Of the announced 1,054,291 valid votes, 143,284 were null, blank or the subject of disagreement among the ballot counters.
Under Salvadoran law the constituent assembly, which could be convened within two weeks, will become the supreme authority in the country, with the power to dissolve the current government and appoint a new one by a simple majority of the delegates.
Until then, Duarte and the Christian Democrats will continue to share responsibility in the government with younger military officers who took power in an October 1979 coup aimed at breaking the stranglehold on power by the landed oligarchy and its traditional military allies.
The United States, which is providing military and economic aid vital to El Salvador's survival and which has based much of its Central American policy on the outcome of the struggle in this nation of 4.5 million, has placed its weight behind Duarte and the reformist military officers until now. Reagan administration officials are known to feel they will have a difficult time getting Congress to continue aid to a government that tosses aside Duarte and the reforms he has championed.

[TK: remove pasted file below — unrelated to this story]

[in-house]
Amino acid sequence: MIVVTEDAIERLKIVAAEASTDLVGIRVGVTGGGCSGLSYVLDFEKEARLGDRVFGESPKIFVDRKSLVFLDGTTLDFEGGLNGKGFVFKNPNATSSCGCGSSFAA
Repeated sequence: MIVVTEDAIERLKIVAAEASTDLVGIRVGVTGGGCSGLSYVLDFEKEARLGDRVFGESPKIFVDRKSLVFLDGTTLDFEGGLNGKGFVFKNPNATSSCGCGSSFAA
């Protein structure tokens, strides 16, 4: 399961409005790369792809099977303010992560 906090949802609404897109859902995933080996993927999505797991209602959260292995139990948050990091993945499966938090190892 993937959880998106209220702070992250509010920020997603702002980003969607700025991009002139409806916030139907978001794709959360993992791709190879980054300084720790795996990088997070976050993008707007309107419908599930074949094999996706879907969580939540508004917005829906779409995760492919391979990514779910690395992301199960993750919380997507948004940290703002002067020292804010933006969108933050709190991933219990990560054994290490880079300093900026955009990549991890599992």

The right-wing parties that won seats in the assembly announced yesterday that they had joined together informally as a "new majority" and that they were not inclined to include the Christian Democrats in the new government.
One senior official of the National Conciliation Party said last night that formation of a new junta to replace the four-man executive now headed by Duarte and the vice president, Gen. Jaime Abdul Gutierrez, was under discussion.
An advantage of a junta, rather than a single interim president, would be that prominent party leaders aspiring to the presidency in anticipated 1983 elections would not be barred from running by the Latin tradition of no reelection.